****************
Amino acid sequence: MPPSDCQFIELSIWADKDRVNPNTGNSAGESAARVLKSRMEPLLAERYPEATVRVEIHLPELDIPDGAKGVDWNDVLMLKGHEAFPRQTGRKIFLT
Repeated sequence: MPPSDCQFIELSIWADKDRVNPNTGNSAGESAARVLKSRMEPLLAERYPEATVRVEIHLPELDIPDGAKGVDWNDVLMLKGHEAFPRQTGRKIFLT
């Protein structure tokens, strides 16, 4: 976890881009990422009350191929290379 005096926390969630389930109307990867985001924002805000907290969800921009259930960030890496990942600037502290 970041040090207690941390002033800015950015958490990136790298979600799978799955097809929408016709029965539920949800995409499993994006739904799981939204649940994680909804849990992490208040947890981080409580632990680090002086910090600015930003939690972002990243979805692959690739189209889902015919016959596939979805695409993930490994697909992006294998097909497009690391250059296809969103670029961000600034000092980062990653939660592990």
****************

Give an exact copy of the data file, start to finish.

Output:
Amino acid sequence: MPPSDCQFIELSIWADKDRVNPNTGNSAGESAARVLKSRMEPLLAERYPEATVRVEIHLPELDIPDGAKGVDWNDVLMLKGHEAFPRQTGRKIFLT
Repeated sequence: MPPSDCQFIELSIWADKDRVNPNTGNSAGESAARVLKSRMEPLLAERYPEATVRVEIHLPELDIPDGAKGVDWNDVLMLKGHEAFPRQTGRKIFLT
């Protein structure tokens, strides 16, 4: 976890881009990422009350191929290379 005096926390969630389930109307990867985001924002805000907290969800921009259930960030890496990942600037502290 970041040090207690941390002033800015950015958490990136790298979600799978799955097809929408016709029965539920949800995409499993994006739904799981939204649940994680909804849990992490208040947890981080409580632990680090002086910090600015930003939690972002990243979805692959690739189209889902015919016959596939979805695409993930490994697909992006294998097909497009690391250059296809969103670029961000600034000092980062990653939660592990």